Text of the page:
Companies have vast amounts of data about employees, but probably won’t have all information for the decisions they need to make. It’s therefore rare to find that a people analytics project, or even good reporting analysis doesn’t include the need to collect additional data.
Over the last 18 months we’ve seen a big shift in how companies, and especially HR departments, are thinking about measurement. The headline would be ‘measure less, more often’.
Technology is obviously facilitating, but not necessarily driving the change. The biggest driver we see is a changing expectation in business about the recency of information. The executive team are asking the CHRO why some data is only changing on a yearly basis. HR leaders worry that theare being left behind.
The datasets that historically have been captured yearly include:
- Performance management data
- Career discussion data
- Employee engagement
Of these, the one that seems to be moving most quickly towards regular measurement is employee engagement. I can’t remember a client asking for an annual survey for at least 18 months. The most typical frequency we’re seeing is quarterly though several firms and moving to monthly. We’re also talking to one large firm about what will be, in effect, a weekly survey of a sample population.
Moving to more regular surveys make several important demands on the process and technology. Much of this is driven by the greater need of immediacy – if you’re not quick the next survey is upon you.
- Reporting / analysis needs to be very quickly produced and distributed. Automation is vital
- Action planning will probably need to be bottom-up
- Discussions tend to happen at a more localised level, usually team level
- Our experience is that managers still want information in a format that can be printed, however we’re seeing more demand for one-side ‘infographic’ style reports – quick to comprehend and presented in an engaging manner to promote a good discussion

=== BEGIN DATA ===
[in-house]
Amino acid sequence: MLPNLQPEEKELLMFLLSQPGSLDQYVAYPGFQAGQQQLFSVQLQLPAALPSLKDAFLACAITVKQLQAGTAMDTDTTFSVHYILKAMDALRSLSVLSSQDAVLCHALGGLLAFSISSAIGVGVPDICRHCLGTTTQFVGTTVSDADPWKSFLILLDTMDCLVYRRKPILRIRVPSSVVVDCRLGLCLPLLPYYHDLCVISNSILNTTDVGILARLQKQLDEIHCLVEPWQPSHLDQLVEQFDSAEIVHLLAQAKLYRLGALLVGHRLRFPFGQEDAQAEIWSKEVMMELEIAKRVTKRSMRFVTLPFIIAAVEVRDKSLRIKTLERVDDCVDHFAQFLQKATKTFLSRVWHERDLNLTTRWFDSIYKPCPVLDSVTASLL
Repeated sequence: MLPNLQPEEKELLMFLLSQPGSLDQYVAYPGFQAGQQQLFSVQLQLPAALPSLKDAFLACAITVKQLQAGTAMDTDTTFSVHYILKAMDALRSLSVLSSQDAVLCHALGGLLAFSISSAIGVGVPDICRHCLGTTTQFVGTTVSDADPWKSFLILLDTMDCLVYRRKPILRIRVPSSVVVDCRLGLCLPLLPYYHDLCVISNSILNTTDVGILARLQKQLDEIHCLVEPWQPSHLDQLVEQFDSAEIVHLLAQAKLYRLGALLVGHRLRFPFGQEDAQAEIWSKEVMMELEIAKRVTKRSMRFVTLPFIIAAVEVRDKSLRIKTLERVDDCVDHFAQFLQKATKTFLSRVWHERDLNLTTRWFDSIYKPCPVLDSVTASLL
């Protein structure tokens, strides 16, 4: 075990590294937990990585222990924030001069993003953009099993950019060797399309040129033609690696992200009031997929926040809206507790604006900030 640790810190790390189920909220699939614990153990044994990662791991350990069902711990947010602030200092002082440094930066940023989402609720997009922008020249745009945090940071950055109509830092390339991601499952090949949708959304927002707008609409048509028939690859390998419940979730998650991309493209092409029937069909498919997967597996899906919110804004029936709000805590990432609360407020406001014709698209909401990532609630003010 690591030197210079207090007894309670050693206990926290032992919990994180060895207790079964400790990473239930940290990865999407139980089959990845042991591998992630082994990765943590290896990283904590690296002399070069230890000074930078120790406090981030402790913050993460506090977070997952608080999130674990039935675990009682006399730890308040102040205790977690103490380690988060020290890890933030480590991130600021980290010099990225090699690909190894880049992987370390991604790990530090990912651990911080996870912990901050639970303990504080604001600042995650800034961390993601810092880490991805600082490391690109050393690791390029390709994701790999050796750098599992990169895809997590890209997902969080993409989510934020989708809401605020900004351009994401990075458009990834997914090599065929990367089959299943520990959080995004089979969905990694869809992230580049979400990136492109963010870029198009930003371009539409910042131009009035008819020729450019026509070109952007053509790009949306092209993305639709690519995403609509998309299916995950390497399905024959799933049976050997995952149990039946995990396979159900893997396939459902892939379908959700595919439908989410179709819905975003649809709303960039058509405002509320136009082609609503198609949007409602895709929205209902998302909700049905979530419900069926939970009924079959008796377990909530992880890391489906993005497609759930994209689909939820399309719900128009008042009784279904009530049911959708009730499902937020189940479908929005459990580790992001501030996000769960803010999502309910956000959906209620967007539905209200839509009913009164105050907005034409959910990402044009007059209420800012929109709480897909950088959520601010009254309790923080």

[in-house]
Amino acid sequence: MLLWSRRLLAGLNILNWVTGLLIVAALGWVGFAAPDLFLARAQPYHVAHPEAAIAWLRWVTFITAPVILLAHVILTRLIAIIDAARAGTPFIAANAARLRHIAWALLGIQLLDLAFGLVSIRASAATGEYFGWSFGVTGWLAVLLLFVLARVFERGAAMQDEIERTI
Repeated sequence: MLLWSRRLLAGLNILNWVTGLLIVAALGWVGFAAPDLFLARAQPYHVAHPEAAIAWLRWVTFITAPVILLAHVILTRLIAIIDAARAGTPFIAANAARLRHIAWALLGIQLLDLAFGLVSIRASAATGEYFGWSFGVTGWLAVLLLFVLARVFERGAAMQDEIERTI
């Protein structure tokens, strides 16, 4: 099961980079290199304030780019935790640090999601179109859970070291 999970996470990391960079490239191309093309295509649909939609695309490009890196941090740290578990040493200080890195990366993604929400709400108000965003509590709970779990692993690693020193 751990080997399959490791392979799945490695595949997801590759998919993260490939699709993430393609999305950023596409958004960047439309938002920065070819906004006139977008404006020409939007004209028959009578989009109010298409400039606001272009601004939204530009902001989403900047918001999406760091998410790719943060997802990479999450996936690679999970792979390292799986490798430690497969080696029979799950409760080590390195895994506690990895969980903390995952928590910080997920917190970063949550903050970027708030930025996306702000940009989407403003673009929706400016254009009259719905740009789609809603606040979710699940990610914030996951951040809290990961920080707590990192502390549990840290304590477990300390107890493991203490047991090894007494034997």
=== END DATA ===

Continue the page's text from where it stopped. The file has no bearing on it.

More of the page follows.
- Interactive reporting is needed for central teams to identify / edit stories that can be presented to executives. At a local level interaction rarely adds anything & mostly serves to increases the clicks needed to get what the user wants
- Communication has to be adapted – big ‘survey-event’ comms is out, replaced by more community-based or social. Think ‘always on’
- To get usable data from a shorter survey which is often designed to be discussed at a team-level increases the importance of open-text questions
- On a company-wide level this is driving far more sophisticated text analytics needed to make sense of a continual stream of unstructured information
Many of these points would apply to other types of employee measurement, most of which are based on subjective data, if the frequency increases. Of course the gold-standard is to link this data with other, probably observational data. This could include other non-structured data such as company social systems. As a rule, only ask questions that are difficult to infer from other sources.
Finally, companies need to pay attention to how the employee will benefit from providing data more frequently. This needs to be something that they want to do or the initiative will fail.
This post was originally published on LinkedIn